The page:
April 27, 2020

Dear Hope Nation,

I always thought my childhood was fairly normal. Apparently, I was wrong. Or perhaps my misspent youth has resulted in a faulty memory. “Luckily” I’ve got a kid sister who remembers everything with crystal clarity, or at least everything I did that was insensitive, wrong or disgusting. Until she sounds off in this space, though, I will maintain my parents used a cat-related phrase that I’ve picked up and used ever since, a phrase some people find insensitive, wrong and disgusting.

When I’m describing a small space, whether a bathroom, an office or, the Tiny White Box I dwelt in, I say, “This isn’t big enough to swing a cat in.” In my head, this is a good visual estimate for a room, with no sense of cruelty or abuse. It’s just a rule of thumb, not a secret torture from the feline inquisition. My picture is holding a cat by the base of its tail and swinging it, with speed but not forcefully, without hitting the cat’s head. This image has brought about cringes and sharp words from folks who hear in it some deep-seated hatred for cats. I do not hate cats. In fact, I think of them so little I don’t have any feelings about them.

If my arm is about 25 inches long, my shoulder width is about 18 inches and a cat’s body from nose to butt is about 18 inches, this means a successful cat-swinging (or at least an unimpeded cat swinging) requires a room at least a little more than 5 feet wide. Unless I want to stand in the center and twirl a cat, which does seem a bit over the top to me, in which case the room needs to be at least 10 feet wide. I think.

This estimate is being made without ever having picked up a cat by the tail because it’s only an image! Let me repeat and amplify, I’ve never used a cat for any nefarious or dangerous purpose, including measuring a room. Still, during this pandemic, when I walk into Market Basket or Home Depot, I know I should maintain a distance of at least six feet from every other human. My mental picture is that each of us has a cat (make it a taxidermized cat if that makes you more comfortable) hanging from our hands and our goal when we swing them is to make sure their heads remain unharmed. I’ve successfully maintained social distancing. How do I know? My imaginary cat is curled up in my lap right now with no cranial bruising  and I don’t believe I have Covid-19.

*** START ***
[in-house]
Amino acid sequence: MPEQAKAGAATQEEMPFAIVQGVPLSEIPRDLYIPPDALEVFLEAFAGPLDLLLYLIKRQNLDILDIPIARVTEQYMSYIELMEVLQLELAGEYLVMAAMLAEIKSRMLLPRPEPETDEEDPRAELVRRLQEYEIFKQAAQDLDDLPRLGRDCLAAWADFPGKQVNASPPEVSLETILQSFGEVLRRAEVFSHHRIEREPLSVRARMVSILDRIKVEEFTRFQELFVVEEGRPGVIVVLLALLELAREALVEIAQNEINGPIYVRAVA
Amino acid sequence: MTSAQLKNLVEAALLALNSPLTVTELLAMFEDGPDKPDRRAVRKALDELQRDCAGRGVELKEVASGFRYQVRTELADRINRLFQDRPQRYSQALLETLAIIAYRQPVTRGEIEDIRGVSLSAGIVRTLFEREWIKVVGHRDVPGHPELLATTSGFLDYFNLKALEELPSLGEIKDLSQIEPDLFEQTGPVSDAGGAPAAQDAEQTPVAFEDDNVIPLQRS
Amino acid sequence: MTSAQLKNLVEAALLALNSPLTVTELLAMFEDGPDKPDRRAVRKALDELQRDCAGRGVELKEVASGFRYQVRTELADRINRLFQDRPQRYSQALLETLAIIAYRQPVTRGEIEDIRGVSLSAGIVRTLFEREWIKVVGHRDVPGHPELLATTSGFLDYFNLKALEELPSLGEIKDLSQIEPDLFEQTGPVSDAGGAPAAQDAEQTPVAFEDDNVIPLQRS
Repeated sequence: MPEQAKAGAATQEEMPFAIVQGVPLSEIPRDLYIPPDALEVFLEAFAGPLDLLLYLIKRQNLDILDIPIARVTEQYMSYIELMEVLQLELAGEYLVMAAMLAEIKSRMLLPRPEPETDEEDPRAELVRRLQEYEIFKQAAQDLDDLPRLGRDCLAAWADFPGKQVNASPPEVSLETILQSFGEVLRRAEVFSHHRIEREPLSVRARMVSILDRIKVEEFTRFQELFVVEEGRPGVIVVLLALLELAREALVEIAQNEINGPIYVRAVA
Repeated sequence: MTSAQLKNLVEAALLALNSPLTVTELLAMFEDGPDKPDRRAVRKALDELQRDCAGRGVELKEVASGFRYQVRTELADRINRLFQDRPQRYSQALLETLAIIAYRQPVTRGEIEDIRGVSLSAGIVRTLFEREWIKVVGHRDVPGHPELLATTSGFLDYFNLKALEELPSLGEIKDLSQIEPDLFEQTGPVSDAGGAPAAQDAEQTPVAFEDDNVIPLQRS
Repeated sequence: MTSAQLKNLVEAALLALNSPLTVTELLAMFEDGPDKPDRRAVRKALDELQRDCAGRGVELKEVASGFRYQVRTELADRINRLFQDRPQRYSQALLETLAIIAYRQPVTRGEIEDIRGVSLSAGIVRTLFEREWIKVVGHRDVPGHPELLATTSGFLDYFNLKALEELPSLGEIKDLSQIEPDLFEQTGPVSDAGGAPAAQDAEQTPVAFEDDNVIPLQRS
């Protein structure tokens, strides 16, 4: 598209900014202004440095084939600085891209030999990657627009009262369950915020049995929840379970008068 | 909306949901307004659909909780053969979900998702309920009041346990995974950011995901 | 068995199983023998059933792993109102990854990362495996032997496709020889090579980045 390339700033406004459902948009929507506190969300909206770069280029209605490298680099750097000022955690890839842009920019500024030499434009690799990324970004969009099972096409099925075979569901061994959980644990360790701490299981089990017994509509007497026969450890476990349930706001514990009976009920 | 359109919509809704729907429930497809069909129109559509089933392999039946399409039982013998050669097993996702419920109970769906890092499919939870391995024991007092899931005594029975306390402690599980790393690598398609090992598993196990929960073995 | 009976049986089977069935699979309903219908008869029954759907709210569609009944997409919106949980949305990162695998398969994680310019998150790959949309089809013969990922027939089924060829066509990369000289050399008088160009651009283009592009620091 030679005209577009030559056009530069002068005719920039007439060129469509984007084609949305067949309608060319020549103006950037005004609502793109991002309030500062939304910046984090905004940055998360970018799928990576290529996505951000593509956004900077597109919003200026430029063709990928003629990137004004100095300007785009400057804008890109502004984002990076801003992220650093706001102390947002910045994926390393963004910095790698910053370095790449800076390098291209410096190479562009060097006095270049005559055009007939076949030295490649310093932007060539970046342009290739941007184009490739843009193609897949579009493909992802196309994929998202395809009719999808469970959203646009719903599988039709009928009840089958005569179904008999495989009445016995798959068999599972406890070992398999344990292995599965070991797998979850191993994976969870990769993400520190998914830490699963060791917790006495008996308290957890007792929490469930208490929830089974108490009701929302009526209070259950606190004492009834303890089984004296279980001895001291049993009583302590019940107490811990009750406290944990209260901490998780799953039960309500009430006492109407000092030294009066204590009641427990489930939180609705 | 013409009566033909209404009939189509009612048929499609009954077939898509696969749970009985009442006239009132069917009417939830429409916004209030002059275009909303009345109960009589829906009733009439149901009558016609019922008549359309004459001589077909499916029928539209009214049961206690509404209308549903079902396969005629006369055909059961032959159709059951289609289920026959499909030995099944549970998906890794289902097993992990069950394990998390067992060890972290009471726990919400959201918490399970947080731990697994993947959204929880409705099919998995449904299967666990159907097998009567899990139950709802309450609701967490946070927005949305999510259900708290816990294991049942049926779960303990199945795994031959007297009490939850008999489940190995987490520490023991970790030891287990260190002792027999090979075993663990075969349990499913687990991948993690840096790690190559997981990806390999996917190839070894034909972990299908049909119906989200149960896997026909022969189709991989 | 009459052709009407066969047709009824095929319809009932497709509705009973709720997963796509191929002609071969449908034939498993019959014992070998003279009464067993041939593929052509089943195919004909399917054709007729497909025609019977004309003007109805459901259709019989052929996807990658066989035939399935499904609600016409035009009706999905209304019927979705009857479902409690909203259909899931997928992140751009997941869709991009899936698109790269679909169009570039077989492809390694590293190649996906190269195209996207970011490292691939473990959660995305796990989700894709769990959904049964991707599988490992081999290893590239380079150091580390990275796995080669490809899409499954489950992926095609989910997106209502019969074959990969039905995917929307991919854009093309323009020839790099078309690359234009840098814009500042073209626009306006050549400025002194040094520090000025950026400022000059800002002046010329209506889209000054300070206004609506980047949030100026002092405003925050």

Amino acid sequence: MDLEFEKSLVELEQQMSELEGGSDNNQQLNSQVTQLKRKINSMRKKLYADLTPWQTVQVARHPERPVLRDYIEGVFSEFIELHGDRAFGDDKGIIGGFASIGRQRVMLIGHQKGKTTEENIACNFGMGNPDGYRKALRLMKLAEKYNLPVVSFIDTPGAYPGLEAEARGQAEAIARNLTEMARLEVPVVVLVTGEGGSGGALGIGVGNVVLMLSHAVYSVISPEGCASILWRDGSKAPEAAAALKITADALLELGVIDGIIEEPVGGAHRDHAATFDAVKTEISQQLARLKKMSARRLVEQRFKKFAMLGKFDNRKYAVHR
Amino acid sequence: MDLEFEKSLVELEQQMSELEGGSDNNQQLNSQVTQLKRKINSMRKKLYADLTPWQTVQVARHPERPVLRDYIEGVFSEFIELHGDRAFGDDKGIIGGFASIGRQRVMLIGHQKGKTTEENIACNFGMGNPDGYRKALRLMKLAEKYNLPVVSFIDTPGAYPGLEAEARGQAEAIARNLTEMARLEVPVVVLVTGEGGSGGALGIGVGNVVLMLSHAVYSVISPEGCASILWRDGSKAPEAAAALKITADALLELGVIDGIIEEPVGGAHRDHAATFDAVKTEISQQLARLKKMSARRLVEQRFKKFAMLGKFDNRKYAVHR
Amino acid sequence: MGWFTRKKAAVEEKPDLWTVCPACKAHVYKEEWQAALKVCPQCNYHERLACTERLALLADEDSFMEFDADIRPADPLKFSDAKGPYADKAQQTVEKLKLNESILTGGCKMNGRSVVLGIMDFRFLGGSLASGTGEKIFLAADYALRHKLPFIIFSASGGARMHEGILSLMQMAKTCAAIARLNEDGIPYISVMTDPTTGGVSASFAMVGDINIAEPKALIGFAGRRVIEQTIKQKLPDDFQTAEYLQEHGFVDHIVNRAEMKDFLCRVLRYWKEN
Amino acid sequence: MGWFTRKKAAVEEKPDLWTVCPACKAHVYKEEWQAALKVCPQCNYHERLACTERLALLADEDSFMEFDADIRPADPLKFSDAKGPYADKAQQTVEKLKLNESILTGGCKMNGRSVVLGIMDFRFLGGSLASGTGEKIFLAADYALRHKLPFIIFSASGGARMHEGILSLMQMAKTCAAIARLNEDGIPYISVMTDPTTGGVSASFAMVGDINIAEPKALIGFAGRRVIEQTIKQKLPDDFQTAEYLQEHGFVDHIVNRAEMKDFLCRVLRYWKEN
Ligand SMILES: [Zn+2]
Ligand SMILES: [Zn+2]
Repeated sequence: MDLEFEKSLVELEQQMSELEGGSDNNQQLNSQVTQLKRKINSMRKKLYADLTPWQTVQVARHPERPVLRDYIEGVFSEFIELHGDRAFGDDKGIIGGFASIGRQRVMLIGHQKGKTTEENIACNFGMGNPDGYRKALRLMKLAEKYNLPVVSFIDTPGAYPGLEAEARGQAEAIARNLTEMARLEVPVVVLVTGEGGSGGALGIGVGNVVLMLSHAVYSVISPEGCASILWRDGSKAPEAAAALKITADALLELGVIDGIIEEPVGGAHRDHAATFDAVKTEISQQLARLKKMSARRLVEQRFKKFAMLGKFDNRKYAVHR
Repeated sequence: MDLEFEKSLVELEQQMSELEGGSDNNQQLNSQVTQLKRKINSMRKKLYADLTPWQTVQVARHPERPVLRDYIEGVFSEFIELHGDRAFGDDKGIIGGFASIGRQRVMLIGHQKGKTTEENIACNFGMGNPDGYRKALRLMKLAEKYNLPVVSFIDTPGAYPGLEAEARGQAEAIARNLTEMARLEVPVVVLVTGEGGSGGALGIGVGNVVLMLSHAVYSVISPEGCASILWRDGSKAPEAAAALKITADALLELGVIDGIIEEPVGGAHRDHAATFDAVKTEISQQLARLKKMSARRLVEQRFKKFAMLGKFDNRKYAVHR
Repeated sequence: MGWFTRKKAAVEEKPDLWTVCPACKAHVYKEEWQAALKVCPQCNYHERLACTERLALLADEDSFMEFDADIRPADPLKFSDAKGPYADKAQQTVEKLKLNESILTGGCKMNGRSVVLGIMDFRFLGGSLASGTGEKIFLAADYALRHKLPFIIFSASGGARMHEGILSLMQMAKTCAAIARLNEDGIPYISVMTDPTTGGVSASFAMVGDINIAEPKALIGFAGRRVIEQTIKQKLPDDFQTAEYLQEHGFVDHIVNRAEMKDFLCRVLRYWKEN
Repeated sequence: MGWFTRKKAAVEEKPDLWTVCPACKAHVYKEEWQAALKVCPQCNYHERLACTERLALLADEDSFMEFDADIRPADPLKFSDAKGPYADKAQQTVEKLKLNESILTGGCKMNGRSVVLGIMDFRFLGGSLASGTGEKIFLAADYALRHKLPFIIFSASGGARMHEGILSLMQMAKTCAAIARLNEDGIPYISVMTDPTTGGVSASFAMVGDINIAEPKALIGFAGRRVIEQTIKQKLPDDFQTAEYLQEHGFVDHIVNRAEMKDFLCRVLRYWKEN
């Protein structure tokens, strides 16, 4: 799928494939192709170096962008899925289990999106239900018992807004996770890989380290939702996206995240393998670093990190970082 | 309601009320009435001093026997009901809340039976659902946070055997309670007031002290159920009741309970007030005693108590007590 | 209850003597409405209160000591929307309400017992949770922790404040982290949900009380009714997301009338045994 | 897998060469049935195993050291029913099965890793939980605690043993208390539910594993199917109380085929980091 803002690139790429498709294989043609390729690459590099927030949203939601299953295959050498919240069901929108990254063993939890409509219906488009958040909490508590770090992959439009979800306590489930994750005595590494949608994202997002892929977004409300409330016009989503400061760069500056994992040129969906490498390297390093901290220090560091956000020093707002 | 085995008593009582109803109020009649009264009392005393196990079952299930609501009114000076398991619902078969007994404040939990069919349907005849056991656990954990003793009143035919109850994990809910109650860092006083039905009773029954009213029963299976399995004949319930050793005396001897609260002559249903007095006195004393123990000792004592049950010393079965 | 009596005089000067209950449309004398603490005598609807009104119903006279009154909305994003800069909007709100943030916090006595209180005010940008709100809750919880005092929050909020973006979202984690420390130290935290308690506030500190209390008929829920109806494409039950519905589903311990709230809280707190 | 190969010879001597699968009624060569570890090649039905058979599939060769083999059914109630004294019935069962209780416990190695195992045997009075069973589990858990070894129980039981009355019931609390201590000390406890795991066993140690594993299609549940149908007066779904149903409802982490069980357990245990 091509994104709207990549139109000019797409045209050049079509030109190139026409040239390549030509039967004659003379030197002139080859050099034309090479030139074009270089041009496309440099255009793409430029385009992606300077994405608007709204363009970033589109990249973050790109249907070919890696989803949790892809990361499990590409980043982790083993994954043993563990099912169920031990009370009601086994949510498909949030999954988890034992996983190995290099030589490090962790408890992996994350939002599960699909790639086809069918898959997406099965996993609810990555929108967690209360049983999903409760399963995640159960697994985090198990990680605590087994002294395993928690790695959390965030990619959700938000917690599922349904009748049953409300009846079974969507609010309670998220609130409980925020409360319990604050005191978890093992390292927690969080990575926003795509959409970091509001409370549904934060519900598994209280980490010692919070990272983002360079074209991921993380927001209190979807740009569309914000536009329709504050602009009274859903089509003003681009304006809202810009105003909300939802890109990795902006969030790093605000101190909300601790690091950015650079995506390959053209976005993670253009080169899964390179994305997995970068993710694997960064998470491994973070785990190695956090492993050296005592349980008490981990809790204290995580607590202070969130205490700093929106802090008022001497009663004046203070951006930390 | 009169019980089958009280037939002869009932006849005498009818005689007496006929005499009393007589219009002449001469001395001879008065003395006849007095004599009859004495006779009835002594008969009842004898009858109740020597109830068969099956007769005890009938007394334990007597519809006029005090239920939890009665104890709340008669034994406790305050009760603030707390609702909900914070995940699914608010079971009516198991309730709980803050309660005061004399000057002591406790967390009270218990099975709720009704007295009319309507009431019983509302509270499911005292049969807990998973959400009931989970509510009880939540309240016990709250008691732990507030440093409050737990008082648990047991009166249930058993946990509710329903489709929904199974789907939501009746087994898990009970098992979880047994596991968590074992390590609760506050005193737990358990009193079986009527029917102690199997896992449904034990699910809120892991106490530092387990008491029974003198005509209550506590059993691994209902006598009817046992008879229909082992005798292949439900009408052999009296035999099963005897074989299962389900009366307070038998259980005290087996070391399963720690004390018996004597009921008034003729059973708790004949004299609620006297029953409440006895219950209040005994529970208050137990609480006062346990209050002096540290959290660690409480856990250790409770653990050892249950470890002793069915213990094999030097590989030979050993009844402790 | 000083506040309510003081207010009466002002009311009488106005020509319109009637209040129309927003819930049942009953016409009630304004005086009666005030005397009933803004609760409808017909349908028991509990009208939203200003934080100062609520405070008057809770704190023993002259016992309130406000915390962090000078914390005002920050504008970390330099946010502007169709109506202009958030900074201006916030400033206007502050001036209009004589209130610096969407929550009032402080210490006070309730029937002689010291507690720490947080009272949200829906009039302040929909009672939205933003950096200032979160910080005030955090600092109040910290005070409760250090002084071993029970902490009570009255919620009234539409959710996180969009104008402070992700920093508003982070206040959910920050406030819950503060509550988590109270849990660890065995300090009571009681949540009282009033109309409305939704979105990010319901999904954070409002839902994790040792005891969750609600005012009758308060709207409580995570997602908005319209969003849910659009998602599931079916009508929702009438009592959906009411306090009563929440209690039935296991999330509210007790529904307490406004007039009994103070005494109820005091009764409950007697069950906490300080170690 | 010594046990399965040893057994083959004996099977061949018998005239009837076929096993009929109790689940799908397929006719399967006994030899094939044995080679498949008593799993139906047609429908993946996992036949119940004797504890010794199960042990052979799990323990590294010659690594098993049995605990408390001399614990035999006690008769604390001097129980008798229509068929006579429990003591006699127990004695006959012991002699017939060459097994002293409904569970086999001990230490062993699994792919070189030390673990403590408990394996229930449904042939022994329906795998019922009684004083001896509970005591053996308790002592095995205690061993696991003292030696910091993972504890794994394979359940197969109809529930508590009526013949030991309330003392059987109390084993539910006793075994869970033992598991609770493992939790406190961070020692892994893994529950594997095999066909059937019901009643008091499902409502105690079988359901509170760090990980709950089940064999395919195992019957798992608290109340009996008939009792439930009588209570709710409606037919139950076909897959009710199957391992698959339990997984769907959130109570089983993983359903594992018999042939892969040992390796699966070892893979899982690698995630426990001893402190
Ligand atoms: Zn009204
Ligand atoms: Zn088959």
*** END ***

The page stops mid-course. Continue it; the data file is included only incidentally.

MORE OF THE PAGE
The issue of social distancing, I think, will be with us for some time after Covid-19 has abated (and returned and abated again). I don’t know about you, but I already cringe when I look at video from the Land of Before, and see men, women and children touching and cuddling and physically comforting each other. Like some teenager at a horror movie, I want to scream, “Stop! You’re in danger!” The casual human contact with which we grew up may become as rare as the baby cages of the 1930s, where babies were put in cages in upper-level apartment windows so they could have access to fresh air and sunshine.

When we draw in sight of After, this journey will have changed us, and those changes will continue to reverberate into all kinds of nicks and crannies. What WILL NOT have changed is our need to be kind to each other, to support one another and to live chemical-free lives.

Another thing unlikely to change is the sensitivity to the Cat Defense League to simple images. But I digress . . .

You matter. I matter. We matter.


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